Review: Pale Demon by Kim Harrison
by Kim Harrison Series: The Hollows #9 Published by Harper Voyager Published on:
February 22 2011 Genres: Urban Fantasy Pages:
453 Source: Purchased
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New York Times bestselling author Kim Harrison takes her indomitable heroine on a wild journey of dark magic and supernatural adventure.
Condemned and shunned for black magic, Rachel Morgan has three days to get to the annual witches' convention and clear her name, or be trapped in the demonic ever-after...forever after.
But a witch, an elf, a living vampire, and a pixy in one car going across the country? Talk about a recipe for certain disaster, even without being the targets for assassination.
For after centuries of torment, a fearsome demon walks in the sunlight - freed at last to slay the innocent and devour souls. But his ultimate goal is Rachel Morgan, and in the fight for survival that follows, even embracing her own demonic nature may not be enough to save her.
So I’m pretty sure that I’ve said this several times already, but just in case you missed it—Pale Demon is my FAVORITE book in this series.
Things have been building, and Rachel’s life has been getting more complicated, but by the end of the last book, it looks like she’s finally going to catch a break.
Oliver, the new head of the coven of moral and ethical standards, has verbally agreed to remove Rachel’s shunning at the upcoming Witch Convention, as long as she shows up to said convention and apologizes publicly for her use of black magic.
So that’s the plan . . . BUT . . .
As much as I needed to do this, I was so-o-o-o not looking forward to it. I mean, I’d been accused of being a black witch–of doing black magic and consorting with demons, both of which I did. Do. Whatever
So yeah . . . life is still complicated, and Rachel (being Rachel) is going to have a hard time apologizing for something that she, 1. is still doing, and 2. is seeing as less and less of a problem. She doesn’t deliberately try to make things as difficult for herself as she can, but she does have a certain knack for it, doesn’t she?
And that’s not all, b/c we soon find out that the coven of moral and ethical standards (CoMaES) is a bit more slippery than anticipated. Rachel actually has to get to the convention for the shunning to be removed, you see, and it’s evident that the CoMaES is going to try to prevent that when Rachel is kept from boarding her flight to CA where the convention is being held.<——NOT nice.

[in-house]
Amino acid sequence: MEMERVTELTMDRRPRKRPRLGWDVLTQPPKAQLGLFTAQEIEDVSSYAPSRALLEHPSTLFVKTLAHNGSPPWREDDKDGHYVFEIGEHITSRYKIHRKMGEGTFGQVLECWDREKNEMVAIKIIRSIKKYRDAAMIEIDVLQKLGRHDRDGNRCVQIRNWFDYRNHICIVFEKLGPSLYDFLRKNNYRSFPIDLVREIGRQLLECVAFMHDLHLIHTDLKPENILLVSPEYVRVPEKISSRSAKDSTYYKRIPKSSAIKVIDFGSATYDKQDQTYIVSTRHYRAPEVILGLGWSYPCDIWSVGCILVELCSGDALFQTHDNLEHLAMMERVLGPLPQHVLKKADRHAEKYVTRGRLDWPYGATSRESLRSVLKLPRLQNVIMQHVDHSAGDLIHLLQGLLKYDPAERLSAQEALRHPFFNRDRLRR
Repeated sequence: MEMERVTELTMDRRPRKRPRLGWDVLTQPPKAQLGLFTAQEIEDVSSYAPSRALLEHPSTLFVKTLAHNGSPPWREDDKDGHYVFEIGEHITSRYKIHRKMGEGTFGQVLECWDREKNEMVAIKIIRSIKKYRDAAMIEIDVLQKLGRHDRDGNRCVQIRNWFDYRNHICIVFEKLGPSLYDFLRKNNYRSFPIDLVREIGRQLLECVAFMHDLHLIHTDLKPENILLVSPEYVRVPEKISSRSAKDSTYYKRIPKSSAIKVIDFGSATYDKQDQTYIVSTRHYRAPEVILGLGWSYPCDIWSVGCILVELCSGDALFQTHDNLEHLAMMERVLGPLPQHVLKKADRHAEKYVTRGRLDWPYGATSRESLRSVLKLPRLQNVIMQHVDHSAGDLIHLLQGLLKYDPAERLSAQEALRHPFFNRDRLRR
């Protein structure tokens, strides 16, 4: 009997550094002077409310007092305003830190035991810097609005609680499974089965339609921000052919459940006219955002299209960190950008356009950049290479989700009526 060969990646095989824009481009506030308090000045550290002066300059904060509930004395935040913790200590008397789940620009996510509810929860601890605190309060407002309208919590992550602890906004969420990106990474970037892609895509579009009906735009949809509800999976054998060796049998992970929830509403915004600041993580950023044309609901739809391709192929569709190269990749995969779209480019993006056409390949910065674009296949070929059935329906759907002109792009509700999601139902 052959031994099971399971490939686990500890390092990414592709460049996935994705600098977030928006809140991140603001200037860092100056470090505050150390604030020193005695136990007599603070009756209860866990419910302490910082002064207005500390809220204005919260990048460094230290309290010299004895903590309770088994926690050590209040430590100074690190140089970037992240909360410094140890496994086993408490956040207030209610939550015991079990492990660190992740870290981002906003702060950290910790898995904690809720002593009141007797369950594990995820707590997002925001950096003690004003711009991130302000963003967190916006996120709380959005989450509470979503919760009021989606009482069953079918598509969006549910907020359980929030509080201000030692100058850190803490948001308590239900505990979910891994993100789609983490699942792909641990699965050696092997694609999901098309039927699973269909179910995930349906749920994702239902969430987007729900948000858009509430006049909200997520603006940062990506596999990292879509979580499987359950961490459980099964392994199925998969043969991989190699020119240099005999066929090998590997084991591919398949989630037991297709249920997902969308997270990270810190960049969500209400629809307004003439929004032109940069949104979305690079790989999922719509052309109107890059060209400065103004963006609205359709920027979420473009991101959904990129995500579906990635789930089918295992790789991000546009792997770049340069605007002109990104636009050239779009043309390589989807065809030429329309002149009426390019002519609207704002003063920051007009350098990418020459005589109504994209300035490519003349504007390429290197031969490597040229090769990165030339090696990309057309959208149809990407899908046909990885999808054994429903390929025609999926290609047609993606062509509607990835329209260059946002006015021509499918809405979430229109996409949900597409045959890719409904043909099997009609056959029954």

But not entirely unexpected as Ivy and Jenks took the liberty of packing Rachel’s suitcases with old magazines, and repacking her things in different bags, so that when the airport “lost” her luggage, it wouldn’t be a problem.
Did I mention that Trent is trying to catch a ride with Rachel to the West Coast?
I didn’t? Hmmm . . . that’s odd.
TRENT is trying to CATCH A RIDE with RACHEL to the WEST COAST.
That’s like . . . DAYS in a car with Trent. Trent the sexy elf. Trent whom I love to hate. DAYS. With TRENT.
And, of course, she says, “NO,” b/c Rachel, but, of course, she changes her mind . . . b/c Rachel.
“Why does Trent need to catch a ride with Rachel to the West Coast?” you ask, and that is an excellent question. It is, perhaps, the most excellent question I have goaded you into asking thus far. And when I tell you to READ THE BOOK, I mean it more in this situation than any other time I’ve told you to READ THE BOOK.
Trust me. You NEED to know. N-E-E-D.
I can tell you that the Withons (Ellasbeth’s parents, and presumably Ellasbeth, herself) are doing everything in their power to prevent Trent from getting to the West Coast, including, but not limited to, sending ASSASSINS.
So that’s fun.
I’m reluctant to say much about the biggest problem they encounter on the road, b/c it first appears well after the 10% point, which is where my cut-off is for mentioning specifics, but suffice it to say, that there is a BIG problem. A problem so BIG that it’s probably not possible to resolve it entirely in a single installment.
And then there’s the Big Deal. The thing that makes Pale Demon my favorite book in the series. The thing that makes me go back and read an entire passage over and over (and over) again. Yes, the plot is awesome, and yes, there is awesome character development—especially where Al, Rachel, and Trent are concerned—but those things alone are not what push this installment into the 5 star zone.
If you’re even remotely interested in this series . . . if you’ve let yourself fall behind, and tell yourself that you’ll finish the series eventually, if you are either of those things, this is the book that makes it all worthwhile, and you are doing yourself a MAJOR disservice by not catching up and reading it. It’s frickin’ awesome. It’s on the same level as Kate Daniels #3 in its epic amazingness.
Hopefully, you’re convinced, but if you’re not . . . well, you can lead a horse to water, blah blah, and all that. That is all. *runs off to read that entire passage one more time*
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